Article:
An array of advantages over unselective harvesting leaps out. Foremost of these is a reduction in the ‘arms race’ for harvesting technology that, if left to itself, causes increasingly serious damage as it extracts greater quantities of resource. Just as critical, the partitioned resource offers a robust solution to the ‘tragedy of the commons’. This is because the entire cost of overharvesting is born by the individual user within its partition. The individual therefore faces the full consequences of his or her selfish actions. It is a powerful disincentive to overharvesting.
A third significant advantage of selective harvesting in a partitioned resource is rarely mentioned – it allows for a higher sustainable yield from the ecosystem. Take the current unselective trawling of demersal fish: a quota that is adjusted for the maximum sustainable yield (MSY) of a fast-growing fish species risks overharvesting slow-growth ones, whereas a quota that protects a slow-growing species will harvest most fish at below the MSY. By contrast the partitioned fishery can match the effort of each user to the MSY of each species. This achieves a higher overall sustainable yield from the marine ecosystem.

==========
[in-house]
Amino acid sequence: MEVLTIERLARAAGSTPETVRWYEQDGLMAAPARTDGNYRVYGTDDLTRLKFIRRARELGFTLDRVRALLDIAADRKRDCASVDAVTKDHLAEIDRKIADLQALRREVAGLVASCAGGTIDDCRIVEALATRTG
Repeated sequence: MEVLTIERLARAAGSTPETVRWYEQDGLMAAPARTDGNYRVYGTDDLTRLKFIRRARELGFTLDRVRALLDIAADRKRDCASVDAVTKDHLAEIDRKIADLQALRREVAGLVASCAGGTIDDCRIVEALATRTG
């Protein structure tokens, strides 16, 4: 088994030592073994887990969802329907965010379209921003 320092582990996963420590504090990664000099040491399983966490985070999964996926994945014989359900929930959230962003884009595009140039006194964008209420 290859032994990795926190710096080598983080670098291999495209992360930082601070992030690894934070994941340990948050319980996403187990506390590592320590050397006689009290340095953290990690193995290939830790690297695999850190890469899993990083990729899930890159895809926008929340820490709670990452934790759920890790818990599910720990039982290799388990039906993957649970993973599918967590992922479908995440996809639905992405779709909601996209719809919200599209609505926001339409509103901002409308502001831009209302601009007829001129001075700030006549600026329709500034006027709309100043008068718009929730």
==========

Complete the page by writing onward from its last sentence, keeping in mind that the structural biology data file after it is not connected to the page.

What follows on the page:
Yet another favourable outcome of the partitioned ecosystem is that the small users are protected from the competitive dominance of larger ones. They are more likely to persist in the long-term providing local communities with jobs and a rewarding lifestyle opportunity.
Modern agricultural development is eroding the number of harvesting niches in the countryside with potentially far-reaching consequences for society. Medieval guilds and niches of rural life, which still exist in parts of Europe and elsewhere, are lost in the process of modernisation leaving little more in the farmed environment other than machinery operators and intensive rearing sheds.
The same process of simplification is taking place in fisheries. It feels so much like normal progress that it passes by without much comment, but I think it exposes a bifurcation point which needs to be thought about by society.
Following along one branch we soon reach industrialised agriculture and fisheries in niche-poor land and seascapes where people are separated from land and sea, and suffer from simplified ecosystems and lost biodiversity.
The other branch leads to partitioned, niche-rich land and seascapes with more diverse, smaller-scale, user groups and greater connectivity of people with land and sea.
Partitioned ecosystems can protect against biodiversity loss and many other environmental problems whilst assisting in UN Sustainable Development Goals to promote peaceful, prosperous and inclusive societies. In addition to these worthy aims, I would suggest they have value in advancing one important goal not mentioned in the 2030 Agenda: attaining greater niche diversity in work, in the environment and in society.
Murray, M.G. (2016). Partitioning ecosystems for sustainability. Ecological Applications, 26: 624–636. [ doi:10.1890/14-1156.1 ].